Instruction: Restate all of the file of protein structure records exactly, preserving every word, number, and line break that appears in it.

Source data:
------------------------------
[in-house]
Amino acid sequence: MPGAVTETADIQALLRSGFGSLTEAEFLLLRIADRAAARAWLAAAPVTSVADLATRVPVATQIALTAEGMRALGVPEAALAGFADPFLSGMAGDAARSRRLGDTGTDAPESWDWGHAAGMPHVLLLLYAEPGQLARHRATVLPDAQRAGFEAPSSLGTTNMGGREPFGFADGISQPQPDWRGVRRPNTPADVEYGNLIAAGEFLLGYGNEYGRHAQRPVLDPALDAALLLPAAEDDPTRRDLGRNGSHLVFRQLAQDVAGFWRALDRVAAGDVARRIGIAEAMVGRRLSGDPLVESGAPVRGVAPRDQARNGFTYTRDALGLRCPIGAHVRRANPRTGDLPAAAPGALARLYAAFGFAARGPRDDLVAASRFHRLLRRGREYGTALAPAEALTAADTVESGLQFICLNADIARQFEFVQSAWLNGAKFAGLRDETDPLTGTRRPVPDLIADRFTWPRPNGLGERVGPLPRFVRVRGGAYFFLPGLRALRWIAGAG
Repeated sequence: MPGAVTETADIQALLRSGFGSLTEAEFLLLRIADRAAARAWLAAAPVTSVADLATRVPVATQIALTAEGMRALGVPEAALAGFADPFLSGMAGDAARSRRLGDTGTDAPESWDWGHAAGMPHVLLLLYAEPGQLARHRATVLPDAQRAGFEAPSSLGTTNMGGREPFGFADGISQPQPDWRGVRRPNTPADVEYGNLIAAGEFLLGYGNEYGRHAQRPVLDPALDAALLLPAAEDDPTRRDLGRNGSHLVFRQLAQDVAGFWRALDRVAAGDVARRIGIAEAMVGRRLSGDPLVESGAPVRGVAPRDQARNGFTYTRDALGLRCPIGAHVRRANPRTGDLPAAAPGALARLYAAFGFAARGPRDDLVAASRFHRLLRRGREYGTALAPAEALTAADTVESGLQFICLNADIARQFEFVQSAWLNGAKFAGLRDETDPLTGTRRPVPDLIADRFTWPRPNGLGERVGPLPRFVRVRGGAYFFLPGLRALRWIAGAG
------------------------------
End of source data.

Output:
[in-house]
Amino acid sequence: MPGAVTETADIQALLRSGFGSLTEAEFLLLRIADRAAARAWLAAAPVTSVADLATRVPVATQIALTAEGMRALGVPEAALAGFADPFLSGMAGDAARSRRLGDTGTDAPESWDWGHAAGMPHVLLLLYAEPGQLARHRATVLPDAQRAGFEAPSSLGTTNMGGREPFGFADGISQPQPDWRGVRRPNTPADVEYGNLIAAGEFLLGYGNEYGRHAQRPVLDPALDAALLLPAAEDDPTRRDLGRNGSHLVFRQLAQDVAGFWRALDRVAAGDVARRIGIAEAMVGRRLSGDPLVESGAPVRGVAPRDQARNGFTYTRDALGLRCPIGAHVRRANPRTGDLPAAAPGALARLYAAFGFAARGPRDDLVAASRFHRLLRRGREYGTALAPAEALTAADTVESGLQFICLNADIARQFEFVQSAWLNGAKFAGLRDETDPLTGTRRPVPDLIADRFTWPRPNGLGERVGPLPRFVRVRGGAYFFLPGLRALRWIAGAG
Repeated sequence: MPGAVTETADIQALLRSGFGSLTEAEFLLLRIADRAAARAWLAAAPVTSVADLATRVPVATQIALTAEGMRALGVPEAALAGFADPFLSGMAGDAARSRRLGDTGTDAPESWDWGHAAGMPHVLLLLYAEPGQLARHRATVLPDAQRAGFEAPSSLGTTNMGGREPFGFADGISQPQPDWRGVRRPNTPADVEYGNLIAAGEFLLGYGNEYGRHAQRPVLDPALDAALLLPAAEDDPTRRDLGRNGSHLVFRQLAQDVAGFWRALDRVAAGDVARRIGIAEAMVGRRLSGDPLVESGAPVRGVAPRDQARNGFTYTRDALGLRCPIGAHVRRANPRTGDLPAAAPGALARLYAAFGFAARGPRDDLVAASRFHRLLRRGREYGTALAPAEALTAADTVESGLQFICLNADIARQFEFVQSAWLNGAKFAGLRDETDPLTGTRRPVPDLIADRFTWPRPNGLGERVGPLPRFVRVRGGAYFFLPGLRALRWIAGAG